FOOD AND DRINK
Bottle Shop: Bubbles for the Holidays
There is plenty of affordable and quaffable cava, prosecco and even champagne to be had. But for a special sparkling wine, you need to look beyond the glitzy displays and stacked cases to find the good stuff. Whether it’s for a hostess gift, a Christmas dinner aperitif, or a New Year’s Eve toast, these three bottles say, “Celebrate!”
Adami Dei Casel Extra Dry Prosecco di Valdobbiadene Superiore
When a prosecco label reads “extra dry” that’s by prosecco standards. In reality, the wine still has at least twice the residual sugar of a typical bottle of brut champagne. It’s one of the main reasons prosecco is often, well, kind of lame. Not Adami. The vibrant acidity of this bottle compensates beautifully for the gentle sweetness creating a just-off-dry sparkler with great tension and verve. It’s fruity and floral with white peach flavours and a mouth-watering finish that keeps you coming back for more. Pop the cork with seafood appetizers or prosciutto-wrapped melon, and at relatively low 11% alcohol, it’s the perfect pour at brunch.
Marie-Pierre Manciat Brut Crémant de Bourgogne
Not all French sparkling wine comes from Champagne. Rivers of the stuff is bottled under the Crémant designation with eight appellations in France and one in Luxembourg. They are still made by the méthode champenoise, where the secondary fermentation takes place in the bottle. But unlike champagne, it rarely tops $25. This bottle is on the higher end, but it’s an extraordinary example of Burgundian bubbles with uncommon depth for a Crémant. Expect aromas of fresh baked biscuits, lemon candy flavours, and a creamy mousse. It’s a rich wine that would pair nicely with a holiday turkey or crackling pork roast.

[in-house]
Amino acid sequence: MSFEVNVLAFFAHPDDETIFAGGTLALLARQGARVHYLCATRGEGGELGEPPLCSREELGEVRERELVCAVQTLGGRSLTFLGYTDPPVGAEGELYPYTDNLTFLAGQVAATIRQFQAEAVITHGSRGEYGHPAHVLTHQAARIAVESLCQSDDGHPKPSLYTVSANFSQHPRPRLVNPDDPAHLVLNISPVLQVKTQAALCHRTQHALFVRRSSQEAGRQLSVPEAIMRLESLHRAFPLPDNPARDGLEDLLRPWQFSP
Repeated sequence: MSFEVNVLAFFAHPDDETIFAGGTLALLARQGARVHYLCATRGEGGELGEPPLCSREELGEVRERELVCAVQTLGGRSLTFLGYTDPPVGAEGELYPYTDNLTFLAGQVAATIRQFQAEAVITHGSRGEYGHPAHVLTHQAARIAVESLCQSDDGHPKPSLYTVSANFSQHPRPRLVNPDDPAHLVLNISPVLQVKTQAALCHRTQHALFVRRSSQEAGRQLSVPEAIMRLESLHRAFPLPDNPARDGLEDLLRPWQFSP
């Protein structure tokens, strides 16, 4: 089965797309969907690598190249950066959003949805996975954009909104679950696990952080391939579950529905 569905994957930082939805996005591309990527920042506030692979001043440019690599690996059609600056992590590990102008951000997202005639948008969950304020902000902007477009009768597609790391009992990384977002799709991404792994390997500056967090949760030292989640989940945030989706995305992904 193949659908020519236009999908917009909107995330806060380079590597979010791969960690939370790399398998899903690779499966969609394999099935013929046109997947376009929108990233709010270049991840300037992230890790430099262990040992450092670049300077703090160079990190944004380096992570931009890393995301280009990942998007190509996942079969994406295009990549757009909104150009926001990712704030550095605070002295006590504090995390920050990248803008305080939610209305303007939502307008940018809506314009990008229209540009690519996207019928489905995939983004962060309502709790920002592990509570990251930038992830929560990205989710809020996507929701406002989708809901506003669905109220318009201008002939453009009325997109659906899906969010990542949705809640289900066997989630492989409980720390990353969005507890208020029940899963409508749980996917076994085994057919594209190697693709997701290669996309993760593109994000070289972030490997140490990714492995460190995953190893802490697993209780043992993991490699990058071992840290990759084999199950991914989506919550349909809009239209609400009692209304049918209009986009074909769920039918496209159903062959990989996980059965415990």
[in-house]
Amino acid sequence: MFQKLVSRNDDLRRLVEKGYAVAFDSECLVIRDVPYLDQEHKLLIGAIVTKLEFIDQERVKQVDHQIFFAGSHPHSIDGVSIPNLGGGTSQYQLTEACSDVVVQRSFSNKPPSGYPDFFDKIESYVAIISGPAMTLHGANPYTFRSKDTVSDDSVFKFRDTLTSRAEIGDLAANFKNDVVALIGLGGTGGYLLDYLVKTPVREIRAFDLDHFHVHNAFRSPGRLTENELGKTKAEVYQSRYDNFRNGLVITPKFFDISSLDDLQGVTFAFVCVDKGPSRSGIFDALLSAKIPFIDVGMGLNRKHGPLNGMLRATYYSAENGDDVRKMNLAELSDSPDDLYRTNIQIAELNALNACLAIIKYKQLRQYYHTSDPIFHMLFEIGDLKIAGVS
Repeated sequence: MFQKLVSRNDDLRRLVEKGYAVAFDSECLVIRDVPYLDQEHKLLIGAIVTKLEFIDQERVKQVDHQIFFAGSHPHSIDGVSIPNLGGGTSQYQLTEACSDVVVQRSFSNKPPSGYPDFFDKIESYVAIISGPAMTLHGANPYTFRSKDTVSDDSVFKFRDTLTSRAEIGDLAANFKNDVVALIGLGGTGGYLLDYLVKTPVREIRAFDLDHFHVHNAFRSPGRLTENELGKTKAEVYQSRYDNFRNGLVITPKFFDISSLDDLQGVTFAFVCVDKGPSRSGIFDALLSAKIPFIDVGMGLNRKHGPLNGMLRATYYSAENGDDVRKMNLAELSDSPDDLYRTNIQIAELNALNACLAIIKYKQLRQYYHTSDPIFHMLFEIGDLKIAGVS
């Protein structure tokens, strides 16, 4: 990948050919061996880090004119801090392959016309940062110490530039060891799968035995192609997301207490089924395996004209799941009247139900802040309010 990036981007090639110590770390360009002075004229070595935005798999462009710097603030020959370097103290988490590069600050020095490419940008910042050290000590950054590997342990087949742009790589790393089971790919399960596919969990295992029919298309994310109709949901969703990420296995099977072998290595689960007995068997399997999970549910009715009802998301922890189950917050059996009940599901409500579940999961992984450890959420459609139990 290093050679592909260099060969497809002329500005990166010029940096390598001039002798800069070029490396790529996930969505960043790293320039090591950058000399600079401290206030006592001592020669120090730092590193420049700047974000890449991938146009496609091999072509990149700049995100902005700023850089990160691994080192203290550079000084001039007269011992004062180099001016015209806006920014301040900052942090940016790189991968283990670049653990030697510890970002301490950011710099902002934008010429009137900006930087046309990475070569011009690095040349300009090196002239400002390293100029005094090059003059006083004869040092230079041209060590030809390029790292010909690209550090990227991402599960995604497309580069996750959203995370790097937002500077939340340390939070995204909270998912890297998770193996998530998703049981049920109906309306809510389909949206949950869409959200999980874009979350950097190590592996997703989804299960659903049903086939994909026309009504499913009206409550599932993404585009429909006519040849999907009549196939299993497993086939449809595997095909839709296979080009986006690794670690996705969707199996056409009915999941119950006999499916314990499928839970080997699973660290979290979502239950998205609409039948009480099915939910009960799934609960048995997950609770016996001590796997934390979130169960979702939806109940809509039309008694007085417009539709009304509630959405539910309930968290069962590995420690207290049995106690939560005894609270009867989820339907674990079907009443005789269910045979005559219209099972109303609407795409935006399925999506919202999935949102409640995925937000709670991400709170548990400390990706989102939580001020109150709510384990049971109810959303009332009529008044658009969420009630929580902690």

Tarlant Brut Rosé Champagne
While most pink champagne – the real stuff, that is – pushes the $100 mark, this bottle is a relative bargain, especially considering the quality juice inside. The blend is 85% Chardonnay and 15% Pinot Noir, the latter of which is responsible for the pale copper hue. It’s tight, tart and taught with strawberry-rhubarb flavours, bracing acidity and a firm, mineral-laced finish. This has the cojones to stand up to heavier foods than you think. Open during the cocktail hour with smoked salmon canapés, or at the dinner table with medium-rare duck breast or rack of lamb.
This article was originally published on December 10, 2015